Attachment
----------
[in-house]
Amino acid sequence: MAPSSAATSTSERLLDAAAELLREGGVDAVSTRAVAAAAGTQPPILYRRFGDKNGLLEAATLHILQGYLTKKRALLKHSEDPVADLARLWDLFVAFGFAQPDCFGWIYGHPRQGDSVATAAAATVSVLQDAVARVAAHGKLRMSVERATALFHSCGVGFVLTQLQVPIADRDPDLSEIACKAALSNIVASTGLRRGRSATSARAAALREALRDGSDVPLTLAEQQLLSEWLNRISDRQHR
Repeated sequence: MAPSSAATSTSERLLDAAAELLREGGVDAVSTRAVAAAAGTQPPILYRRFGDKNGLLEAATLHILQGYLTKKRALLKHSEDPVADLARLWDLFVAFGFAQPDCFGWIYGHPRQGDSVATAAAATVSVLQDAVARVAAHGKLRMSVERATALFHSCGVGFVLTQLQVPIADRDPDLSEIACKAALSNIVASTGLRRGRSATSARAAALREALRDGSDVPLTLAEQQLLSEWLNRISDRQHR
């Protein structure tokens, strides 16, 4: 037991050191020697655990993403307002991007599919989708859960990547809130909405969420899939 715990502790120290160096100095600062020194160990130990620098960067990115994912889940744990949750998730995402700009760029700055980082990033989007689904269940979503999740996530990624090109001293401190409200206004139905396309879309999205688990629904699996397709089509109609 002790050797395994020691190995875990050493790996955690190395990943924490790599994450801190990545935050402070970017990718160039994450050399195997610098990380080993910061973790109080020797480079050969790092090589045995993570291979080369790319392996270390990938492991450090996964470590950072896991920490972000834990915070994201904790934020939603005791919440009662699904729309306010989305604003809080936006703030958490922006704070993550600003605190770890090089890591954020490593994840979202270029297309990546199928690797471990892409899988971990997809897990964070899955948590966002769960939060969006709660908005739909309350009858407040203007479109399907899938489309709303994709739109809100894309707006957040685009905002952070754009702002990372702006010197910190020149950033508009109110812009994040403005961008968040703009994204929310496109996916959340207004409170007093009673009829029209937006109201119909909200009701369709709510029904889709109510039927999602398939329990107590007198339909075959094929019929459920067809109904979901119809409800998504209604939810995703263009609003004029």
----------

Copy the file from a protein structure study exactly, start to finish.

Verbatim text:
[in-house]
Amino acid sequence: MAPSSAATSTSERLLDAAAELLREGGVDAVSTRAVAAAAGTQPPILYRRFGDKNGLLEAATLHILQGYLTKKRALLKHSEDPVADLARLWDLFVAFGFAQPDCFGWIYGHPRQGDSVATAAAATVSVLQDAVARVAAHGKLRMSVERATALFHSCGVGFVLTQLQVPIADRDPDLSEIACKAALSNIVASTGLRRGRSATSARAAALREALRDGSDVPLTLAEQQLLSEWLNRISDRQHR
Repeated sequence: MAPSSAATSTSERLLDAAAELLREGGVDAVSTRAVAAAAGTQPPILYRRFGDKNGLLEAATLHILQGYLTKKRALLKHSEDPVADLARLWDLFVAFGFAQPDCFGWIYGHPRQGDSVATAAAATVSVLQDAVARVAAHGKLRMSVERATALFHSCGVGFVLTQLQVPIADRDPDLSEIACKAALSNIVASTGLRRGRSATSARAAALREALRDGSDVPLTLAEQQLLSEWLNRISDRQHR
């Protein structure tokens, strides 16, 4: 037991050191020697655990993403307002991007599919989708859960990547809130909405969420899939 715990502790120290160096100095600062020194160990130990620098960067990115994912889940744990949750998730995402700009760029700055980082990033989007689904269940979503999740996530990624090109001293401190409200206004139905396309879309999205688990629904699996397709089509109609 002790050797395994020691190995875990050493790996955690190395990943924490790599994450801190990545935050402070970017990718160039994450050399195997610098990380080993910061973790109080020797480079050969790092090589045995993570291979080369790319392996270390990938492991450090996964470590950072896991920490972000834990915070994201904790934020939603005791919440009662699904729309306010989305604003809080936006703030958490922006704070993550600003605190770890090089890591954020490593994840979202270029297309990546199928690797471990892409899988971990997809897990964070899955948590966002769960939060969006709660908005739909309350009858407040203007479109399907899938489309709303994709739109809100894309707006957040685009905002952070754009702002990372702006010197910190020149950033508009109110812009994040403005961008968040703009994204929310496109996916959340207004409170007093009673009829029209937006109201119909909200009701369709709510029904889709109510039927999602398939329990107590007198339909075959094929019929459920067809109904979901119809409800998504209604939810995703263009609003004029």